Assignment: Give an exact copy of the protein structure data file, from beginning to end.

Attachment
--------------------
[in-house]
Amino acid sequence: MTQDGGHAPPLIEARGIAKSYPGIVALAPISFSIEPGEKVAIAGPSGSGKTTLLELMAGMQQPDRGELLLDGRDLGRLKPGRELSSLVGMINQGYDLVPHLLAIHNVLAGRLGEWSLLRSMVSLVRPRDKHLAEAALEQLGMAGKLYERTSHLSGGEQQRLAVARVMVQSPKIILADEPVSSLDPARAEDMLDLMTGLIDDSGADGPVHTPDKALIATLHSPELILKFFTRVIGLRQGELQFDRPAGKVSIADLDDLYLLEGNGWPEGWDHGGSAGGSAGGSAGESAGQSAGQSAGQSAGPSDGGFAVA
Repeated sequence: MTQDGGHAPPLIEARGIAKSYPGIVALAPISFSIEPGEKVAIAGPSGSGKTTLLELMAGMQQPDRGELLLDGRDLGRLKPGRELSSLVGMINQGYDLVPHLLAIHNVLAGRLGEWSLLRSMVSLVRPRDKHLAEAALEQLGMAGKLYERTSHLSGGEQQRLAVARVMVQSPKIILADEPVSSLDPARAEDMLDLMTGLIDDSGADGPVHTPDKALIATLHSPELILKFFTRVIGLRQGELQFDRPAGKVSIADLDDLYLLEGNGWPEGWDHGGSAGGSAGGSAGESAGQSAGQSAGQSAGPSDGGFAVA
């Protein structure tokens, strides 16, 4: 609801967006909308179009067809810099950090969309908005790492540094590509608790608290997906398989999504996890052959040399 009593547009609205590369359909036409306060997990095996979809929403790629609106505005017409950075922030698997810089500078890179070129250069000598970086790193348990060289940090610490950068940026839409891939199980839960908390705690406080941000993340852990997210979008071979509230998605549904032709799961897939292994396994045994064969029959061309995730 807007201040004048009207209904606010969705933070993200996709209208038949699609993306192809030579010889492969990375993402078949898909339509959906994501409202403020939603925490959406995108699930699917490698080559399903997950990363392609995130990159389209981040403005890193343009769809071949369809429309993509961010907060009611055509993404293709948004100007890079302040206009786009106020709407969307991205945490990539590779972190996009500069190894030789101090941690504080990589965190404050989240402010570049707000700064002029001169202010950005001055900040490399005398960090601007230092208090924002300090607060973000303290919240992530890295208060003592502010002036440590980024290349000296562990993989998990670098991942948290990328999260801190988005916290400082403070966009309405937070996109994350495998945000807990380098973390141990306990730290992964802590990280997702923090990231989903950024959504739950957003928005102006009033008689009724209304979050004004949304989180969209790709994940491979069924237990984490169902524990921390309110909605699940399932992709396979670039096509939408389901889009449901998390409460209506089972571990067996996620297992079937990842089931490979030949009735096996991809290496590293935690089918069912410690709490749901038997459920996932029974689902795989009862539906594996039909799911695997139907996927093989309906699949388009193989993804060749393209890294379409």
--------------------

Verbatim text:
[in-house]
Amino acid sequence: MTQDGGHAPPLIEARGIAKSYPGIVALAPISFSIEPGEKVAIAGPSGSGKTTLLELMAGMQQPDRGELLLDGRDLGRLKPGRELSSLVGMINQGYDLVPHLLAIHNVLAGRLGEWSLLRSMVSLVRPRDKHLAEAALEQLGMAGKLYERTSHLSGGEQQRLAVARVMVQSPKIILADEPVSSLDPARAEDMLDLMTGLIDDSGADGPVHTPDKALIATLHSPELILKFFTRVIGLRQGELQFDRPAGKVSIADLDDLYLLEGNGWPEGWDHGGSAGGSAGGSAGESAGQSAGQSAGQSAGPSDGGFAVA
Repeated sequence: MTQDGGHAPPLIEARGIAKSYPGIVALAPISFSIEPGEKVAIAGPSGSGKTTLLELMAGMQQPDRGELLLDGRDLGRLKPGRELSSLVGMINQGYDLVPHLLAIHNVLAGRLGEWSLLRSMVSLVRPRDKHLAEAALEQLGMAGKLYERTSHLSGGEQQRLAVARVMVQSPKIILADEPVSSLDPARAEDMLDLMTGLIDDSGADGPVHTPDKALIATLHSPELILKFFTRVIGLRQGELQFDRPAGKVSIADLDDLYLLEGNGWPEGWDHGGSAGGSAGGSAGESAGQSAGQSAGQSAGPSDGGFAVA
């Protein structure tokens, strides 16, 4: 609801967006909308179009067809810099950090969309908005790492540094590509608790608290997906398989999504996890052959040399 009593547009609205590369359909036409306060997990095996979809929403790629609106505005017409950075922030698997810089500078890179070129250069000598970086790193348990060289940090610490950068940026839409891939199980839960908390705690406080941000993340852990997210979008071979509230998605549904032709799961897939292994396994045994064969029959061309995730 807007201040004048009207209904606010969705933070993200996709209208038949699609993306192809030579010889492969990375993402078949898909339509959906994501409202403020939603925490959406995108699930699917490698080559399903997950990363392609995130990159389209981040403005890193343009769809071949369809429309993509961010907060009611055509993404293709948004100007890079302040206009786009106020709407969307991205945490990539590779972190996009500069190894030789101090941690504080990589965190404050989240402010570049707000700064002029001169202010950005001055900040490399005398960090601007230092208090924002300090607060973000303290919240992530890295208060003592502010002036440590980024290349000296562990993989998990670098991942948290990328999260801190988005916290400082403070966009309405937070996109994350495998945000807990380098973390141990306990730290992964802590990280997702923090990231989903950024959504739950957003928005102006009033008689009724209304979050004004949304989180969209790709994940491979069924237990984490169902524990921390309110909605699940399932992709396979670039096509939408389901889009449901998390409460209506089972571990067996996620297992079937990842089931490979030949009735096996991809290496590293935690089918069912410690709490749901038997459920996932029974689902795989009862539906594996039909799911695997139907996927093989309906699949388009193989993804060749393209890294379409």